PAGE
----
Objective: Safety data regarding the use of etoricoxib and other nonsteroidal antiinflammatory drugs (NSAIDs) in ankylosing spondylitis (AS) and other spondyloarthritis (SpA) patients are rather limited. Our objective was to estimate and compare rates of gastrointestinal, renovascular, and cardiovascular adverse events in patients exposed to etoricoxib, celecoxib, or nonselective NSAIDs or totally unexposed to NSAIDs.
Methods: We performed a national register-based cohort study on patients with AS or SpA (n = 21,872) identified in the Swedish national patient register from 1987-2009. Treatment exposure was assessed time dependently based on the prescription drug register from 2006-2009, adjusting for sociodemographics and comorbidities derived from national population-based registers.
Results: Exposure to etoricoxib, celecoxib, and nonselective NSAIDs was 7.6%, 3.9%, and 71.2%, respectively. No major risk differences for serious cardiovascular, gastrointestinal, or renal adverse events were seen among the 3 exposure groups. Patients unexposed to NSAIDs had more baseline comorbidities and an increased relative risk for congestive heart failure events during the study period (2.0, 95% confidence interval [95% CI] 1.3-3.2). The relative risk for atherosclerotic events was nonsignificant when compared to the nonselective NSAID group (1.0, 95% CI 0.7-1.5), while the relative risk for gastrointestinal events was lower for unexposed patients (0.5, 95% CI 0.4-0.7).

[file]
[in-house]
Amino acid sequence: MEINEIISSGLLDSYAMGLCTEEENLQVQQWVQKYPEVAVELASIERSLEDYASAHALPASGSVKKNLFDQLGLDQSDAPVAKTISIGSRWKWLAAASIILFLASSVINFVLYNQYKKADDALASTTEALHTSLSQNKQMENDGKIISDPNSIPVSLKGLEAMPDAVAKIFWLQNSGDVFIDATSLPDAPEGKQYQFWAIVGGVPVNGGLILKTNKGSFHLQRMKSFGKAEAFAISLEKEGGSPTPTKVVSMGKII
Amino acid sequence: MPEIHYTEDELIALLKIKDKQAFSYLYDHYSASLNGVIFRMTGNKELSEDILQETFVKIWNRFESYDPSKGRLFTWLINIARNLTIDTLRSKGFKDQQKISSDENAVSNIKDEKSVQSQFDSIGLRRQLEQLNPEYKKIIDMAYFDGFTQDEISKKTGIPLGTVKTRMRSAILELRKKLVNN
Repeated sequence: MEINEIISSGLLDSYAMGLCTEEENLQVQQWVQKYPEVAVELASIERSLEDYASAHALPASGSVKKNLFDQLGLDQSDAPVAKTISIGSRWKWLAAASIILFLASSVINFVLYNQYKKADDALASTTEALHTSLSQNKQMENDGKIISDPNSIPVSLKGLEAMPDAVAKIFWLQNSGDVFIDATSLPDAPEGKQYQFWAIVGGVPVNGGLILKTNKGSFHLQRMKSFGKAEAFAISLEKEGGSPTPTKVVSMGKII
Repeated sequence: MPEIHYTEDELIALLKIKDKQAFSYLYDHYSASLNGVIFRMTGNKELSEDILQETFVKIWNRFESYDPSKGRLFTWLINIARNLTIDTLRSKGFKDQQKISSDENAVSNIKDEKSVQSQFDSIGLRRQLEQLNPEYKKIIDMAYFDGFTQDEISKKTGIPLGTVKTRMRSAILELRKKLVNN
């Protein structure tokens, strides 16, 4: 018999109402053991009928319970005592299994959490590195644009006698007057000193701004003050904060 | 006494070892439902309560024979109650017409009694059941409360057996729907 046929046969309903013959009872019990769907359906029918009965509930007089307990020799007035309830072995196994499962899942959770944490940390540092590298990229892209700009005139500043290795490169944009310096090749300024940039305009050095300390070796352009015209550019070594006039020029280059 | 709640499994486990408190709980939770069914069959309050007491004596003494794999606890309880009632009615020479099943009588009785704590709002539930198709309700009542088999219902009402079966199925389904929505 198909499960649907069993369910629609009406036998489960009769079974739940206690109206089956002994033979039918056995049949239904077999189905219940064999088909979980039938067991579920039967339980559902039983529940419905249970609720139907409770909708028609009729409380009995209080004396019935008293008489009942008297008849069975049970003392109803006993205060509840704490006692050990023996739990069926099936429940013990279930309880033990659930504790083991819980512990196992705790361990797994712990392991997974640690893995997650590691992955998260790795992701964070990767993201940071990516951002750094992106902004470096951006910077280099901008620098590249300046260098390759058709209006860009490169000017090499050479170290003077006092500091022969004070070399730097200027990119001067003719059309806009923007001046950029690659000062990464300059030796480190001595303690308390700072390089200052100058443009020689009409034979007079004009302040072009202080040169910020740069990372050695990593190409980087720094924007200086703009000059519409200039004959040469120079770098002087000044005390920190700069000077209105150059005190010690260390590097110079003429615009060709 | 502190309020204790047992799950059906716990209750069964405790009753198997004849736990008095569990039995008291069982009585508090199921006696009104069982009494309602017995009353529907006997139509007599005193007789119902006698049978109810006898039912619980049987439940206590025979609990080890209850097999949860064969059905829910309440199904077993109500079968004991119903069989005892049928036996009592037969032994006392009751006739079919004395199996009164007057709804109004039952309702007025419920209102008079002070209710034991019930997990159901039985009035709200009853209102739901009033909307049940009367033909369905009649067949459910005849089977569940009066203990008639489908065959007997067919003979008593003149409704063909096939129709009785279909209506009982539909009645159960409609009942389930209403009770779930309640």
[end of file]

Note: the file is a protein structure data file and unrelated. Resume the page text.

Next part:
Conclusion: Overall, serious adverse events related to nonselective NSAIDs, etoricoxib, and celecoxib were similar and in the range of what would be expected in a group of SpA patients. Patients unexposed to NSAIDs had considerably more baseline comorbidities and increased risk for congestive heart failure, reflecting a selection of patients being prescribed NSAIDs in clinical practice.
© 2015, American College of Rheumatology.